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[ISN] Windows Small Business Server at risk from critical flaw


By Robert McMillan
IDG News Service
January 24, 2008

Microsoft said Wednesday that another one of its operating system 
products is vulnerable to a critical vulnerability, first patched two 
weeks ago.

In an update to its MS08-001 security bulletin, Microsoft said that the 
latest release of Windows Small Business Server was also critically at 
risk from a bug in Windows' networking software.

The flaw is also considered critical for Windows XP and Vista users. 
Microsoft did not say why it had initially omitted Small Business Server 
from its list of critically affected operating systems, but it said that 
the product's users were being offered patches via Microsoft's various 
automatic update services. "Customers with Windows Small Business Server 
2003 Service Pack 2 should apply the update to remain secure," Microsoft 
said in its updated bulletin.

The bug lies in the way Windows processes networking traffic that uses 
IGMP (Internet Group Management Protocol) and MLD (Multicast Listener 
Discovery) protocols, which are used to send data to many systems at the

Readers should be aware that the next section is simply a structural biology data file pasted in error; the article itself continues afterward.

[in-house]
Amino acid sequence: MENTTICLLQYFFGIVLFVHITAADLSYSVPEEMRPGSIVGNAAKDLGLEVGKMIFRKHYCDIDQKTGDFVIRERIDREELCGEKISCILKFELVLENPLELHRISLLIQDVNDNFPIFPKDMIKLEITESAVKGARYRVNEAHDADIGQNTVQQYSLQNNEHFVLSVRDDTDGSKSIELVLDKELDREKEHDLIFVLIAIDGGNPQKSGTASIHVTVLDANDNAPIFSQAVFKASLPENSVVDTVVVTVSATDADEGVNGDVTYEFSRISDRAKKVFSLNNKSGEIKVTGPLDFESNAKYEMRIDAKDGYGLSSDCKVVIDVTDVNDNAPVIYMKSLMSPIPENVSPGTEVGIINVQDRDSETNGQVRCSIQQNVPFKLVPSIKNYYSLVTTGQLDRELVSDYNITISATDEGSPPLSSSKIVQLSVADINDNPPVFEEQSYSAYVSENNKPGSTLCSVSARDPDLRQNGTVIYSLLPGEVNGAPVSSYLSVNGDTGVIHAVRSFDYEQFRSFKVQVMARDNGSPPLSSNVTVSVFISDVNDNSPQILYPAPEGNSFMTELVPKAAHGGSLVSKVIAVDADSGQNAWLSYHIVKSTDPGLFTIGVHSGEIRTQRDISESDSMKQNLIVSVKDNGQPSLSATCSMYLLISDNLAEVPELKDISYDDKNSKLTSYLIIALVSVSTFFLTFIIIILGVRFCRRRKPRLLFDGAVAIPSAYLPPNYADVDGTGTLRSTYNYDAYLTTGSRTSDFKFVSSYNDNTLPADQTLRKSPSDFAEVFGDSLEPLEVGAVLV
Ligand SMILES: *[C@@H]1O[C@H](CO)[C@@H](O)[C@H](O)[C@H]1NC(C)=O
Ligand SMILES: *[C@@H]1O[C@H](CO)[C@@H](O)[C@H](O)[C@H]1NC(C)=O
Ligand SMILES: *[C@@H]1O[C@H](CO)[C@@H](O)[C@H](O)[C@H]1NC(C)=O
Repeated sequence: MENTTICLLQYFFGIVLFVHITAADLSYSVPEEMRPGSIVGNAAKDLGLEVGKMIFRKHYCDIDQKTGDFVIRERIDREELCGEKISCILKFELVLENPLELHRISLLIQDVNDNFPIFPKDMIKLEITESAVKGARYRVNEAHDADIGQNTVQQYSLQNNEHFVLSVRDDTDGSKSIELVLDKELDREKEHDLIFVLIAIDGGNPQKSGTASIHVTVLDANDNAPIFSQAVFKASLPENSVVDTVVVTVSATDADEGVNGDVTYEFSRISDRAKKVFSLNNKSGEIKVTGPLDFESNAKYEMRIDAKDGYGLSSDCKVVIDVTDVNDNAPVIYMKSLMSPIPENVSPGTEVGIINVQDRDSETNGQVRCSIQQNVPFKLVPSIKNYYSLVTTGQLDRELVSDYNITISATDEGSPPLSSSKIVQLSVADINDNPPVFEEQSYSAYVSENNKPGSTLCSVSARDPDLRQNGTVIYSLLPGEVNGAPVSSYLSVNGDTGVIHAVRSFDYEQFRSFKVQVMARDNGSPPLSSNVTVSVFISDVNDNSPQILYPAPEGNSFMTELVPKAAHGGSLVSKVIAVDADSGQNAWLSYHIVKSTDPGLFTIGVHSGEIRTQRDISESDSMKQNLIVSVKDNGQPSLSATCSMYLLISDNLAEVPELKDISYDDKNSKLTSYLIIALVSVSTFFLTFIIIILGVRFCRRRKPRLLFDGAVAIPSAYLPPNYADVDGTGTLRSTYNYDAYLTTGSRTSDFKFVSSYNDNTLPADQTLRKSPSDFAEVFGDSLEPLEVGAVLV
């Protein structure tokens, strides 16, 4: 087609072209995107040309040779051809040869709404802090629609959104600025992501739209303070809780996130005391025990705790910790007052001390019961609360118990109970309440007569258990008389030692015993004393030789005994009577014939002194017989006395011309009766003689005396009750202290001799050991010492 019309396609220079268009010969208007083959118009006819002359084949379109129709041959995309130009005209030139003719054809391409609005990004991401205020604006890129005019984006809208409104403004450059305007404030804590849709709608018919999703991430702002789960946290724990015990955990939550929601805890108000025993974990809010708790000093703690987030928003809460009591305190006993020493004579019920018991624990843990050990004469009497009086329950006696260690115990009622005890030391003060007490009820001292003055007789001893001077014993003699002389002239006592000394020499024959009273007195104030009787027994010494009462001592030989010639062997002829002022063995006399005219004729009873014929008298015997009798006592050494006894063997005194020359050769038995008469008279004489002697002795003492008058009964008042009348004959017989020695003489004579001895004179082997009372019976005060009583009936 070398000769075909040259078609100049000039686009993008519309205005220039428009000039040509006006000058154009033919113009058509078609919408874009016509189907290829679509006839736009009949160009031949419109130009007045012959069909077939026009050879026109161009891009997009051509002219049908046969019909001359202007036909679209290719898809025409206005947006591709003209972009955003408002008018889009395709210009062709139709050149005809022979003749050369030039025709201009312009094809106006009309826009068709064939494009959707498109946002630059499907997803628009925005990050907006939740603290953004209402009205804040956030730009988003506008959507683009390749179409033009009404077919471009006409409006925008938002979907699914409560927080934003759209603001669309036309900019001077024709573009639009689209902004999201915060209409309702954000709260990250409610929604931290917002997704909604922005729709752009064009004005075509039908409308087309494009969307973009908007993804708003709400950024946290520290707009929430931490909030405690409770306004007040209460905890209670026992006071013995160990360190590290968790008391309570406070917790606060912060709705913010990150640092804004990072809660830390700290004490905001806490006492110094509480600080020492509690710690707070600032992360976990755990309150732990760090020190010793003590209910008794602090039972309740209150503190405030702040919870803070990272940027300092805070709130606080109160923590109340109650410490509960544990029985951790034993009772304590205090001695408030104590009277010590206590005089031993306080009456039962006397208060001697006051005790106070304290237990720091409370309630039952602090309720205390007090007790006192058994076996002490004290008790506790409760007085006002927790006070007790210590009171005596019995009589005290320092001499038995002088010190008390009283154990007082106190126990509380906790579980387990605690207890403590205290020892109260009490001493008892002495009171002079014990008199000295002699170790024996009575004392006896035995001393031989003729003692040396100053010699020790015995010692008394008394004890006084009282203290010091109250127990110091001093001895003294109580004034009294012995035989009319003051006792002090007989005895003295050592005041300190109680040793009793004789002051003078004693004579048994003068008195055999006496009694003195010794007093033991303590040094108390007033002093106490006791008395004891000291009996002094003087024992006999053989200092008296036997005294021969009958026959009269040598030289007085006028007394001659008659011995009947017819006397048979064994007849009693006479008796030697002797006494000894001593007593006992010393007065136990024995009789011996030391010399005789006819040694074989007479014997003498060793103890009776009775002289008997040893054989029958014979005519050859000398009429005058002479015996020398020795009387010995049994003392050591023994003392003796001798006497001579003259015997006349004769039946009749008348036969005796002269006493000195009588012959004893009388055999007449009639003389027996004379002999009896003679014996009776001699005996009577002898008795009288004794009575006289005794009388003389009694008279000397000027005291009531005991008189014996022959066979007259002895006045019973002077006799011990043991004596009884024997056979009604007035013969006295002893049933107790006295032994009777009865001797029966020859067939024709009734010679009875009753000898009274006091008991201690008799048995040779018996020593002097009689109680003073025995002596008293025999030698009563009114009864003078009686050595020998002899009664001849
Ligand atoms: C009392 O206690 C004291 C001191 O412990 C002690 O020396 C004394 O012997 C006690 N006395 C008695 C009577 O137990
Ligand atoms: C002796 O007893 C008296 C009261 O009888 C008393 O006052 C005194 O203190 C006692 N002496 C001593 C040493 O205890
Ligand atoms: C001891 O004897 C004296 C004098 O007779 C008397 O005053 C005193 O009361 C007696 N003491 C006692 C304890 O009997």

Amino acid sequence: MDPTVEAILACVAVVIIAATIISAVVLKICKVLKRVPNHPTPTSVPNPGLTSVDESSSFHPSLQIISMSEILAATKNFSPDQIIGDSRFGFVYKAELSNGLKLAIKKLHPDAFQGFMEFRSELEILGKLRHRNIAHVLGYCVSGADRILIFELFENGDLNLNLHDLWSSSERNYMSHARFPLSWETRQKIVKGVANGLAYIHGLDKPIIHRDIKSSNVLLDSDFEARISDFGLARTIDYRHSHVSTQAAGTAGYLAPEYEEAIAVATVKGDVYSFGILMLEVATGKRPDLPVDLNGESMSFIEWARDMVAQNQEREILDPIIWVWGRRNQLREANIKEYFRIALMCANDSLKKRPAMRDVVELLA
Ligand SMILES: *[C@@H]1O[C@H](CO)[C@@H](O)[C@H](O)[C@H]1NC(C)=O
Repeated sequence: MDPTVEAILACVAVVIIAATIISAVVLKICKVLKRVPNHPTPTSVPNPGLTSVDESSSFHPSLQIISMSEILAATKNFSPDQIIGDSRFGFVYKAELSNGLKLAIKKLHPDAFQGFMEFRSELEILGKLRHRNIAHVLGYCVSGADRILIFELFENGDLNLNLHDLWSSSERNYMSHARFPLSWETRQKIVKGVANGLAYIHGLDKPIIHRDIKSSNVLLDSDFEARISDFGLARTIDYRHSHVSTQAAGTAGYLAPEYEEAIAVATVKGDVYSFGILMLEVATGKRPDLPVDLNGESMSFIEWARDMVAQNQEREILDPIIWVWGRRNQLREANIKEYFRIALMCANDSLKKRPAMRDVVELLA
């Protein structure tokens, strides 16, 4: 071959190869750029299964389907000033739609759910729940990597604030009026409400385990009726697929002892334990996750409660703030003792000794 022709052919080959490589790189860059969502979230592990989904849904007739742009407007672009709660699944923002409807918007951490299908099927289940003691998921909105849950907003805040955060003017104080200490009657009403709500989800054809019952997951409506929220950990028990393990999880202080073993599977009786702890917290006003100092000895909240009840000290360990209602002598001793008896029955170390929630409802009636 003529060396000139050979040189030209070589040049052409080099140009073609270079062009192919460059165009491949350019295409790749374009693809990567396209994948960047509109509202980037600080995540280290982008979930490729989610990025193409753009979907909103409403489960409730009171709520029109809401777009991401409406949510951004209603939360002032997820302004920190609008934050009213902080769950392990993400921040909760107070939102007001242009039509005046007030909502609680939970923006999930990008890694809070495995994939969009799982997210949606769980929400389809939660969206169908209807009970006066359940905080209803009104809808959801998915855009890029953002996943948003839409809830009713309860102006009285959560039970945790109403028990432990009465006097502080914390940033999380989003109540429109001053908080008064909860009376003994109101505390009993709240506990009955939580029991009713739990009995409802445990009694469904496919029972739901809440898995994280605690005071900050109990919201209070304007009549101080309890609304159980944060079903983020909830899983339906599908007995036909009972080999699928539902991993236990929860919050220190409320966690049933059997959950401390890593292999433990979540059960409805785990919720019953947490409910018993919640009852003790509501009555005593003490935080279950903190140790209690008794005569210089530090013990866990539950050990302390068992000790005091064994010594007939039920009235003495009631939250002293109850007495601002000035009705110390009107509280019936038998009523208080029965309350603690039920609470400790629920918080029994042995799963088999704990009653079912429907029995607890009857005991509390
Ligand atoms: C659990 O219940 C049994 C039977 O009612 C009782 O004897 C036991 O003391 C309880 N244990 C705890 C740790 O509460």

same time. Microsoft said that an attacker could send specially crafted 
packets to a victim's machine, which could then allow the attacker to 
run unauthorized code on a system.

Microsoft rates the flaw as "important" for Windows Server 2003, meaning 
that it would be more difficult for attackers to exploit the flaw on 
this operating system.

Security experts are paying particular attention to this vulnerability 
because it could be exploited by attackers to create a self-replicating 
worm attack.

The flaw is not being exploited in online attacks, but last week 
researchers at penetration-testing-software vendor Immunity made a 
sample exploit available to their customers. That software causes an 
unpatched system to crash, but the company is close to developing code 
that could be used to install unauthorized software on a victim's 
computer, according to Immunity chief technology officer Dave Aitel.

Aitel said it's no surprise that the small business version of Windows 
Server 2003 is at risk.

"I assumed most 2003 servers in the real world were vulnerable," he said 
via instant message. "Windows Server 2003 by default does not have any 
multicast addresses active and would not be affected by this 
vulnerability. However, installing applications that use multicasting 
could cause the operating system to become vulnerable."

He said that Microsoft could help its customers by giving them more 
details on how to avoid being at risk to this problem. "What features 
can I enable on Windows Server 2003 to become vulnerable?" he asked.

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